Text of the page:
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If people's computers can decide what to do with files based on their extensions (.pdf, .mp3, .docx, .dotx, etc.), why do web servers and email apps need to also specify a MIME type?

I can see this being useful if you want to deliver a file in a way that differs from the default (e.g. show a .py or .html file as plain text) or if the file extension is unregistered on the client computer, but in most cases, if I'm creating a new file format (say .foobaz) and want to enable people to share these files on the web and over email, shouldn't it be sufficient to rely on the client recognizing the file extension?

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up vote 2 down vote accepted

Mime type clearly specifies the intended use of the file. File extensions only hint at the content. Both can be wrong. DOC has been used by a number of text editors with a variety of internal file formats.

Faking extensions is used extensively to mislead people as the the file type. This can be used to malware of various kinds. It can also lead to security bugs. If myfile.txt would be validated for security as a text file, and later by content inspection is run as an executable, you may end up with an infected machine.

Unix uses an executable bit to indicate which file can be run. Scripts can start with a bang path indicating which interpreter should execute them. The file command can be used to fairly reliably determine the file type with or without an extension.

Using extensions to identify which file use can lead to ambiguity. If I have myfile.exe,, myfile.bat, and myfile.cmd, which runs if I run the command myfile.

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Practically, however, files stored in Unix systems are not associated with a Mime type. So we have to rely on things like file to infer the file type. This generally uses a "magic number" (or similar small test) to determine the type of the file, which in many cases seems indistinguishable from a human-readable extension. – jwadsack Oct 7 '14 at 17:22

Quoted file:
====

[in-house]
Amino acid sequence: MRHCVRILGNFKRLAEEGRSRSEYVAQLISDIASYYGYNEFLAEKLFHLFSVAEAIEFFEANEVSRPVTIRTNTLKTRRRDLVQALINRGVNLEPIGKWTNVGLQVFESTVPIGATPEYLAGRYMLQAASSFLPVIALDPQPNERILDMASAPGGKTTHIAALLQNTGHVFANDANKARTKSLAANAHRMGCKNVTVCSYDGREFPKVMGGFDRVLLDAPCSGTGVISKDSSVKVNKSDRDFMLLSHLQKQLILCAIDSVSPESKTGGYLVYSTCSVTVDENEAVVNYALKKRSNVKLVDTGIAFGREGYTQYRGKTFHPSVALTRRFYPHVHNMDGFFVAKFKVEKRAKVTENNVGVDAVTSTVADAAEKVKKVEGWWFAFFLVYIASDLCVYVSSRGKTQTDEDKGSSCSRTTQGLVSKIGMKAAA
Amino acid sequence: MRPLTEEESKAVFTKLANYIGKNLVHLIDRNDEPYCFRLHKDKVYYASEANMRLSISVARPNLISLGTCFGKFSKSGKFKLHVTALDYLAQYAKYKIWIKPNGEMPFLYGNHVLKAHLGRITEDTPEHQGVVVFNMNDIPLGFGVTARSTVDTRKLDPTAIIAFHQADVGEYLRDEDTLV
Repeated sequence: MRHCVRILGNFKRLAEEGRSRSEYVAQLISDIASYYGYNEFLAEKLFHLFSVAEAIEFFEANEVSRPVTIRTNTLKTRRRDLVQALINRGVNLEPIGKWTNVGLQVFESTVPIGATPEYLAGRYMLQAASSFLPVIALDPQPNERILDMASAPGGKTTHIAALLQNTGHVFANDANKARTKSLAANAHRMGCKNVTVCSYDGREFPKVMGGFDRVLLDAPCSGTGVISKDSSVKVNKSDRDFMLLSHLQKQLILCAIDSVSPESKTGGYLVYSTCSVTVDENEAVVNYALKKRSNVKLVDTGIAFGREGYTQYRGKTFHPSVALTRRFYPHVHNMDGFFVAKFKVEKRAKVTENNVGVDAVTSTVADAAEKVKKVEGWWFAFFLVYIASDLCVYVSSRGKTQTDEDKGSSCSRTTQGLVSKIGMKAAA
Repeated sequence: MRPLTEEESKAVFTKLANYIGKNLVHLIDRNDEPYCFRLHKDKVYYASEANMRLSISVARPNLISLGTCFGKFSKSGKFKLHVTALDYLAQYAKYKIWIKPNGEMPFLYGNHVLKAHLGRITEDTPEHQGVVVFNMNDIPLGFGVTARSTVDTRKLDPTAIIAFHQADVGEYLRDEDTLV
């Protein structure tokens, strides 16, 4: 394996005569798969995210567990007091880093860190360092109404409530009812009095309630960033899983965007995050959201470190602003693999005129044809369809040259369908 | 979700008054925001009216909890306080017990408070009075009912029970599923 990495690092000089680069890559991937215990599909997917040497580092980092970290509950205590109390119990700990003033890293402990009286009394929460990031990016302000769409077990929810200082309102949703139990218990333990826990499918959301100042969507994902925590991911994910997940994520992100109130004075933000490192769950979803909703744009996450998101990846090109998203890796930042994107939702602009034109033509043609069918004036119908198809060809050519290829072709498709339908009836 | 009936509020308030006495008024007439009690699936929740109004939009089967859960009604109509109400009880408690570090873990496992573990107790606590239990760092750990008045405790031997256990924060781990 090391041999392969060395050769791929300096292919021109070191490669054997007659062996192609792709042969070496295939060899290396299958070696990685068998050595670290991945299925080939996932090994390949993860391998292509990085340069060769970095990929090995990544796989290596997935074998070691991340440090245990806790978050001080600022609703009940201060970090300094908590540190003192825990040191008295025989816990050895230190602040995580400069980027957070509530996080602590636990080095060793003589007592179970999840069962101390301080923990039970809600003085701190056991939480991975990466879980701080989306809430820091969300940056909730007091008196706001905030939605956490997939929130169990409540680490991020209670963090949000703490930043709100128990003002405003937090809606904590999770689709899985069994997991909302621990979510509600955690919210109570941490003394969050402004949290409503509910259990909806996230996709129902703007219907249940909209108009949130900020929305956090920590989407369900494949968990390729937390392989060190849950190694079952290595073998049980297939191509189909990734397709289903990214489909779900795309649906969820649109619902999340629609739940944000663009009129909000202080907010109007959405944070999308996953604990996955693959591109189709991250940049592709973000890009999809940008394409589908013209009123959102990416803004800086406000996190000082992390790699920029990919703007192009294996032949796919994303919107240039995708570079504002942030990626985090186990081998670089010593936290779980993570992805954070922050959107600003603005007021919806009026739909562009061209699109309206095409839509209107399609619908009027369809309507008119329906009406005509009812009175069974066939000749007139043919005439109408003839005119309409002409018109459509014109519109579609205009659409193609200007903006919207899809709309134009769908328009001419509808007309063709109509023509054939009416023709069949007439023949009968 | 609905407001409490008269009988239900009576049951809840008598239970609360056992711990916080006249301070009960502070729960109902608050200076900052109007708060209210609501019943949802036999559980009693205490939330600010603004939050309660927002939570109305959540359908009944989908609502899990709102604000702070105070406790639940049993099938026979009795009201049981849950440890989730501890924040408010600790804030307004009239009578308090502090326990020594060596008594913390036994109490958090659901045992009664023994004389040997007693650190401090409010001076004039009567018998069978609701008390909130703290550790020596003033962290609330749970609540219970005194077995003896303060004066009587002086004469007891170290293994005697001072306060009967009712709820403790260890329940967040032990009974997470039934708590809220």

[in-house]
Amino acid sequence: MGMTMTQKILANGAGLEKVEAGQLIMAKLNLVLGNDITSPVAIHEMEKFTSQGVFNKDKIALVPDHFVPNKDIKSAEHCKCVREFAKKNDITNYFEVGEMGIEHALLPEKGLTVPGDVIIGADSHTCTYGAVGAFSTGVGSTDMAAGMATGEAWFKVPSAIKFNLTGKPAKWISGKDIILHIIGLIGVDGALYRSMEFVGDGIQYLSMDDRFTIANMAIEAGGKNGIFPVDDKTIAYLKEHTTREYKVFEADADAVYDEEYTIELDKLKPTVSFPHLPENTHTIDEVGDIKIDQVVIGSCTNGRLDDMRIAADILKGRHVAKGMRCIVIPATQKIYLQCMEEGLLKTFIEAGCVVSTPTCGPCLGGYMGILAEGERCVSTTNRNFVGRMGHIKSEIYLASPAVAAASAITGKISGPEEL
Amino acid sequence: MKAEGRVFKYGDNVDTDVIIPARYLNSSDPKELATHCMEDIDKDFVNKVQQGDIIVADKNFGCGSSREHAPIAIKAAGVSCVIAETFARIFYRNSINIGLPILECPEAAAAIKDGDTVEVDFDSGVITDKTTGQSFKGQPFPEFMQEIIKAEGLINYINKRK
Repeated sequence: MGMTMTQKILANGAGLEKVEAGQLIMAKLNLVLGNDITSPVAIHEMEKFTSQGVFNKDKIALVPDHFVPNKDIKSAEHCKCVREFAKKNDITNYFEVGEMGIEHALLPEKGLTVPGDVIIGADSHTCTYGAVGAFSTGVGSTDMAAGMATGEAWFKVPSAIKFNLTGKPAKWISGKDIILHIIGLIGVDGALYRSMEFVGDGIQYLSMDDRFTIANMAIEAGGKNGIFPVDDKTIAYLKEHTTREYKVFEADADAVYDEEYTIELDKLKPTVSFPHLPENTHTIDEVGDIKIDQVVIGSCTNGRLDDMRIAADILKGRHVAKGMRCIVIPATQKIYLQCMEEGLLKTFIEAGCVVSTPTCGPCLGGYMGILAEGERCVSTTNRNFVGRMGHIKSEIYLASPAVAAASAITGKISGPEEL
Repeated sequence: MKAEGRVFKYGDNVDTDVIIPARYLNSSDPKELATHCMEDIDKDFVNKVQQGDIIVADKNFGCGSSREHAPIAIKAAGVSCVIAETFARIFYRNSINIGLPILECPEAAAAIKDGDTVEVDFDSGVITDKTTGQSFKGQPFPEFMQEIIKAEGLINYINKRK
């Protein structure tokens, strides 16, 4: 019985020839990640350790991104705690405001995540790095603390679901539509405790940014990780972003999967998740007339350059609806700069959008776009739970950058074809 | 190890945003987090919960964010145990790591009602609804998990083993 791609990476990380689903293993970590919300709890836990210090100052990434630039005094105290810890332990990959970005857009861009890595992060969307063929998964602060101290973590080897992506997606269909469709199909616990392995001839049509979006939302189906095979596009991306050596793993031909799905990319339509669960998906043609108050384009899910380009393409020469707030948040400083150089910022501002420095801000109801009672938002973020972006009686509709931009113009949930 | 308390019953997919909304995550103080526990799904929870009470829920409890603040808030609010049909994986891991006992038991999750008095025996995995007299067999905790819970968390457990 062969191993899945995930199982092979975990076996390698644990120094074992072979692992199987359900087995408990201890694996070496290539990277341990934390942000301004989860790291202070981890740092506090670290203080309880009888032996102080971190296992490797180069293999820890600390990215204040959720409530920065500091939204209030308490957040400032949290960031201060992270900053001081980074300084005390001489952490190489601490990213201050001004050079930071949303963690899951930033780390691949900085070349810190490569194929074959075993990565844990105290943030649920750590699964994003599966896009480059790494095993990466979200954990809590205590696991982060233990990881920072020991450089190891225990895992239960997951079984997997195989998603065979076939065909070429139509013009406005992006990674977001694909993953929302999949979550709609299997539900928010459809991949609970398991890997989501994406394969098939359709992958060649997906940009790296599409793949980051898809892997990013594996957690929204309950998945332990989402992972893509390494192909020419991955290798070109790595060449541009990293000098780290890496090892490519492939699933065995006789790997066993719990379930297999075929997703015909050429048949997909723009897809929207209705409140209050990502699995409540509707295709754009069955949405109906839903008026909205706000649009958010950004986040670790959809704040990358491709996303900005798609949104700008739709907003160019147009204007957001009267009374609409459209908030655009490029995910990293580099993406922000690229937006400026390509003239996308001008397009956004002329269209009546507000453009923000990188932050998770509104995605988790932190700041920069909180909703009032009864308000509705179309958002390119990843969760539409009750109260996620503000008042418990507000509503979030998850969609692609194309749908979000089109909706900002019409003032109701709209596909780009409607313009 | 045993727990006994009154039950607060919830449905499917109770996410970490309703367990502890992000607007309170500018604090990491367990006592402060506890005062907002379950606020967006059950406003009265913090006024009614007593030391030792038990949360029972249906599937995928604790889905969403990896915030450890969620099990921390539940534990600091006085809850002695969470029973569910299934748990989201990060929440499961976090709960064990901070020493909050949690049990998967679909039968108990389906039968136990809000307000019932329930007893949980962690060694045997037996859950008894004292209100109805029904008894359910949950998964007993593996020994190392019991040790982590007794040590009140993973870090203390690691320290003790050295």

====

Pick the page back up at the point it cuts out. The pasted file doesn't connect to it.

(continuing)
You are looking at it the wrong way round.

A file needs a mimetype so a client knows how to handle the file.

Your question should the other way round too:

Why do we need file extensions if we can identify file types by the mime type?

To which the answer is probably to make is easier for humans to identify what type a file is by looking at the name. There may be other reasons on Windows.

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That only happens in the windows world in the unix world files do not have to have an extension they are identified by mime type.

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As small and bespoke (custom designed) applications tend to be rather liberal about their file extensions. This can lead to file extensions which are used to represent multiple types of files.

As there is no guarantee that a file extension corresponds with a given type of file, the receiver might not be able to identify the type of file and would not be able to obtain the correct program to open it.

In addition to MIME types, there is also other systems to identify files, for example, Magic Numbers. Which means that file extensions are not needed. File extensions can also be renamed by users who cannot then open the files, which means they are likely to contact support.

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